Georgetown’s first Pride Festival brings community together
Congratulations to Georgetown for becoming Kentucky’s 13th city to pass a fairness ordinance that will ban discrimination against LGBTQ citizens in employment, housing and public accommodations.
Georgetown now joins Louisville, Lexington, Covington, Vicco, Frankfort, Morehead, Danville, Midway, Paducah, Maysville, Henderson and Dayton in bringing Kentucky into the 21st century. The 5-3 vote on Monday night shows that a majority of the city council knows what is right both in a moral and a civic sense.
“I think it’s important because it’s a matter of basic human rights,” said Rosanne Klarer, a retired teacher who has bisexual family members. “It’s against my sense of democracy to deny one group of people their basic civil rights.”
She makes a good point. It’s interesting that some Christians think some Old Testament scripture about homosexuality should outweigh one of the Ten Commandments, the one that tells you to love your neighbor as yourself.
What’s even more interesting are the parallels between opposition to LGBTQ rights and to the Civil Rights Movement of the 1960s. We now accept that Jim Crow segregation was wrong. And yet many conservatives and evangelical Christians opposed the Civil Rights Movement that overturned those unjust laws, particularly in the South. If we recognize Jim Crow was wrong, why do we think anti-gay sentiment is somehow acceptable?
Thanks to the Civil Rights Movement, we accept that business owners cannot keep people out of their restaurants and stores; federal public accommodations laws require public and private facilities used by the public to be accessible to the disabled, and prohibits discrimination based on “race, color, religion, or national origin.” Sexual orientation is not yet part of that federal law, but this is what fairness ordinances guarantee. Hence the uproar over the 2012 Hands On Originals case, which recently went before the Kentucky Supreme Court. The court will decide whether the Hands On owner’s right of free expression overrides civil rights protections.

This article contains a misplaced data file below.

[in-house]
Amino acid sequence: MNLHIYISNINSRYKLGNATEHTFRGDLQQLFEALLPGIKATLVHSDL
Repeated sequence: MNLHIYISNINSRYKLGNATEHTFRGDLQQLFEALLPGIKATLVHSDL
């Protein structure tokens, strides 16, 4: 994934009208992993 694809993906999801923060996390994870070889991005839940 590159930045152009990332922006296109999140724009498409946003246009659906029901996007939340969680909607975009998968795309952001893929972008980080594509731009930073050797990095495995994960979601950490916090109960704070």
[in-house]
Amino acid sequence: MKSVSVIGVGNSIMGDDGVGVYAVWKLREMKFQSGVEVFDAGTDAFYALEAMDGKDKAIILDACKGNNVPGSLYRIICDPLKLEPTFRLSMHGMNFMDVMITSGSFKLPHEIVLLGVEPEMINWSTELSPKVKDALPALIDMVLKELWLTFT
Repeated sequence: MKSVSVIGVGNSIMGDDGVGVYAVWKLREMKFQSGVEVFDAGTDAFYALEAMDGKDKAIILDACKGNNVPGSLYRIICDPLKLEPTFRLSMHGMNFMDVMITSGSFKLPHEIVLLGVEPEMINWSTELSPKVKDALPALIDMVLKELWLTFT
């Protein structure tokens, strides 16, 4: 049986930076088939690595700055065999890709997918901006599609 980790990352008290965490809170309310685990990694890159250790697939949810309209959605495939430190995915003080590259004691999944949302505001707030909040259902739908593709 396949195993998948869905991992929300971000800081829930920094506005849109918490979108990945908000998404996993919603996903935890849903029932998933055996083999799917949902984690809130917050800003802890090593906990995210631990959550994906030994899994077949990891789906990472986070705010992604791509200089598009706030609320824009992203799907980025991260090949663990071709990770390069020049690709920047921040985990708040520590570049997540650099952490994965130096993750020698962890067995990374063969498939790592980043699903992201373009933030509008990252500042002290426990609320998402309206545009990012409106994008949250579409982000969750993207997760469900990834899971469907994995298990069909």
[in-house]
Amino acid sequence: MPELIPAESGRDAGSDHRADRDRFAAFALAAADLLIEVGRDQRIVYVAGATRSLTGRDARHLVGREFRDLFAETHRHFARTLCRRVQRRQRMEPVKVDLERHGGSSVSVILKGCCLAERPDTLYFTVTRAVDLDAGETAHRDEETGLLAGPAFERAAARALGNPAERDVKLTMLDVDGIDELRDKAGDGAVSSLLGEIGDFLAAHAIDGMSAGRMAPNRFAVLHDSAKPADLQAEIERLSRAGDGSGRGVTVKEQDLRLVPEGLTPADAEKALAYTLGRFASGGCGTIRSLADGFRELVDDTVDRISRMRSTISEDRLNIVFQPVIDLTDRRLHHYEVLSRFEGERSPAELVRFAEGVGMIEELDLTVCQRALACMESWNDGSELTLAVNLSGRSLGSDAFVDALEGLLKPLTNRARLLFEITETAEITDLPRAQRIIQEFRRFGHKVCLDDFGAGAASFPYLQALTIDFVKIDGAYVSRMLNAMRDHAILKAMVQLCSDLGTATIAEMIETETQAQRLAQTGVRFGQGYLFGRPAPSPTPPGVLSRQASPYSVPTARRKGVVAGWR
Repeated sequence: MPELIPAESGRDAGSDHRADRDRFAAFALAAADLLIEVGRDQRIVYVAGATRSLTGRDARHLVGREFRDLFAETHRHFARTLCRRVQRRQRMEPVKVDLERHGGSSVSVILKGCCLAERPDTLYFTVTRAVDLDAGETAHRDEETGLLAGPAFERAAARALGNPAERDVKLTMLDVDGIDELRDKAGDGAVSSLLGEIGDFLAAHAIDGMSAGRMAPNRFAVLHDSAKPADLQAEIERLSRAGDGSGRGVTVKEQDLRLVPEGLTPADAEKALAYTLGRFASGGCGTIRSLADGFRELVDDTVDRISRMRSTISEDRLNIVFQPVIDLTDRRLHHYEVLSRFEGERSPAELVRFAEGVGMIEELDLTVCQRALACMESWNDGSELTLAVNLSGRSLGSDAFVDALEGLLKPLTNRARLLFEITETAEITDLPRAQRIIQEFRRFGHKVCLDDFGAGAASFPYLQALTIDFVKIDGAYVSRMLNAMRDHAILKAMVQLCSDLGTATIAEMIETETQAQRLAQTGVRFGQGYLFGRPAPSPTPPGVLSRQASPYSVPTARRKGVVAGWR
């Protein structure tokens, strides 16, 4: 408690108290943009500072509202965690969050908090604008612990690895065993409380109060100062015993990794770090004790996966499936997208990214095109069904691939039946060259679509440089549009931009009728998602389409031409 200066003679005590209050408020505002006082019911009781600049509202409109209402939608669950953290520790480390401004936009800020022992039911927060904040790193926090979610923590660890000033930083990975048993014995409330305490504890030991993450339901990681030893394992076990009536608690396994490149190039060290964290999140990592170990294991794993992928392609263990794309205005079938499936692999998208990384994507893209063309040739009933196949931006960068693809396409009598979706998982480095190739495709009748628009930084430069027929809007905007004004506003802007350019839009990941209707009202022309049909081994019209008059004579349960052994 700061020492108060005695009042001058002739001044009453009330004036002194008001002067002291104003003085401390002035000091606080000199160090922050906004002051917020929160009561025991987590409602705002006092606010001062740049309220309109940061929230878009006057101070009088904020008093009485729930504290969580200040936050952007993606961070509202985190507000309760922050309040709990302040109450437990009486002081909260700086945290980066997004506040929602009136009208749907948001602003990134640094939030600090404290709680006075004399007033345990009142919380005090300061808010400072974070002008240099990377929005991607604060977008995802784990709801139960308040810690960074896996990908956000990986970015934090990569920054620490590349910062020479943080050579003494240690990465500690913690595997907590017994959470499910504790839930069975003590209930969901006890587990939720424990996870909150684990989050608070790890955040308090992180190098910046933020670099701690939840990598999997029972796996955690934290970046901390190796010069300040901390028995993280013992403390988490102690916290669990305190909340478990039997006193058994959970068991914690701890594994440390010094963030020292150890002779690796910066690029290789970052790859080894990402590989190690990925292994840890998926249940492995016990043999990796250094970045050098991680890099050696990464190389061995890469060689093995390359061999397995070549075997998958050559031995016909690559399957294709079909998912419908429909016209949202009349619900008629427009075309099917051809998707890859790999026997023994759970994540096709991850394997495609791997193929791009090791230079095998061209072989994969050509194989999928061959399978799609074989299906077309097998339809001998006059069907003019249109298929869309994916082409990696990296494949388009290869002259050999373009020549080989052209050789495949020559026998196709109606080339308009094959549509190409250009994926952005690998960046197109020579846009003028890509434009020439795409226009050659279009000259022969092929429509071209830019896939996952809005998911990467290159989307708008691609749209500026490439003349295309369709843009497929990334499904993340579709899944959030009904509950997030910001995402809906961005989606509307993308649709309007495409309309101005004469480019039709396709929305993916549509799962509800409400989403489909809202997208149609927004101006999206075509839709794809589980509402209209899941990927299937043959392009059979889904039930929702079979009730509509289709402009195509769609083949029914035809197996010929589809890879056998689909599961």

Georgetown Mayor Tom Prather said he thinks the ordinance passed after being defeated two years ago because the Hands On case helped more people understand that religious freedom is still protected under state law, even though the ordinance will prohibit personal discrimination.
“It’s essential that Georgetown be recognized as welcoming, affirming and accepting, it’s important to our growth,” Prather said. “The way we grow as a community is to be inclusive.”
Speaking of growth, clear-thinking public servants like Prather have to only to look around the country to see that bigotry and discrimination are very bad for business. Ask Vice President Mike Pence, who signed a “religious freedom” bill that largely allowed anti-LGBTQ discrimination, only to see it watered down after major corporations like Apple and the NCAA protested. Or North Carolina, which in 2017 rescinded its “bathroom bill” prohibiting transgender bathrooms after businesses, entertainers and sports leagues boycotted the state.
Georgetown is the home of an international corporation, Toyota, and would no doubt like to attract more. “We hate gays” or “We like to deny basic civil rights” makes for a poor economic development plank.
Georgetown resident Carolyn Dennis has a gay son and has worked on the fairness ordinance for the past year. She said opponents of the bill, including several Baptist ministers talked about homosexuality as a lifestyle choice, even though it’s clearly not.
Dennis said many people who spoke in favor of the ordinance told moving stories of bullying and discrimination growing up in Georgetown.
“I think this will send a message to our youth,” Dennis said. “Hopefully this will set a standard saying that everyone is welcome and everyone is loved in Georgetown regardless of who you are.”
Linda Blackford writes columns and commentary for the Herald-Leader.